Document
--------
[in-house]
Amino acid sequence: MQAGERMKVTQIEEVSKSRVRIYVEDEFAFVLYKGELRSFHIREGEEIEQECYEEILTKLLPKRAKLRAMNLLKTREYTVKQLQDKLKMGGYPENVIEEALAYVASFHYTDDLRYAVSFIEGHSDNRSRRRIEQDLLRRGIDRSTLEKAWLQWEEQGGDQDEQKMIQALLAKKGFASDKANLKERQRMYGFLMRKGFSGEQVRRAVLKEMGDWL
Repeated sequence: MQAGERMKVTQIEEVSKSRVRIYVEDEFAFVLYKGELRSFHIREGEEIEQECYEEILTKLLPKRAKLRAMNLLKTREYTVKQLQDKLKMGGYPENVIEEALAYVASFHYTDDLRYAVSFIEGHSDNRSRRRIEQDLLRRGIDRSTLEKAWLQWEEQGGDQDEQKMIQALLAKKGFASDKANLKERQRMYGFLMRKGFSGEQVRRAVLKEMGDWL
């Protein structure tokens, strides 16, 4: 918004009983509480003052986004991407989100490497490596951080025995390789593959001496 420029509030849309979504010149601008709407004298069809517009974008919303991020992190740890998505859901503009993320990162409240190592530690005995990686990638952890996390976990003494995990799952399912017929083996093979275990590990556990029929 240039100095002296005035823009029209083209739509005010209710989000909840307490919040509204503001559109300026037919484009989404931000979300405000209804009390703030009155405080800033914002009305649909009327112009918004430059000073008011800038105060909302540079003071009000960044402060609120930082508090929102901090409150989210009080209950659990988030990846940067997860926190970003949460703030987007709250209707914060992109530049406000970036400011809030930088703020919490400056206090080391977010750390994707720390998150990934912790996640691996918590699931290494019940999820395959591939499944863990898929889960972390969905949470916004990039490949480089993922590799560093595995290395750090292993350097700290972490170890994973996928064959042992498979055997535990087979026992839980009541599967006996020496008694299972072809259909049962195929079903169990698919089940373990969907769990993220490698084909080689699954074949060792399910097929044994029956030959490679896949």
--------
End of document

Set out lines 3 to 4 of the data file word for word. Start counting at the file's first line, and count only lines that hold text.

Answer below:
Repeated sequence: MQAGERMKVTQIEEVSKSRVRIYVEDEFAFVLYKGELRSFHIREGEEIEQECYEEILTKLLPKRAKLRAMNLLKTREYTVKQLQDKLKMGGYPENVIEEALAYVASFHYTDDLRYAVSFIEGHSDNRSRRRIEQDLLRRGIDRSTLEKAWLQWEEQGGDQDEQKMIQALLAKKGFASDKANLKERQRMYGFLMRKGFSGEQVRRAVLKEMGDWL
């Protein structure tokens, strides 16, 4: 918004009983509480003052986004991407989100490497490596951080025995390789593959001496 420029509030849309979504010149601008709407004298069809517009974008919303991020992190740890998505859901503009993320990162409240190592530690005995990686990638952890996390976990003494995990799952399912017929083996093979275990590990556990029929 240039100095002296005035823009029209083209739509005010209710989000909840307490919040509204503001559109300026037919484009989404931000979300405000209804009390703030009155405080800033914002009305649909009327112009918004430059000073008011800038105060909302540079003071009000960044402060609120930082508090929102901090409150989210009080209950659990988030990846940067997860926190970003949460703030987007709250209707914060992109530049406000970036400011809030930088703020919490400056206090080391977010750390994707720390998150990934912790996640691996918590699931290494019940999820395959591939499944863990898929889960972390969905949470916004990039490949480089993922590799560093595995290395750090292993350097700290972490170890994973996928064959042992498979055997535990087979026992839980009541599967006996020496008694299972072809259909049962195929079903169990698919089940373990969907769990993220490698084909080689699954074949060792399910097929044994029956030959490679896949």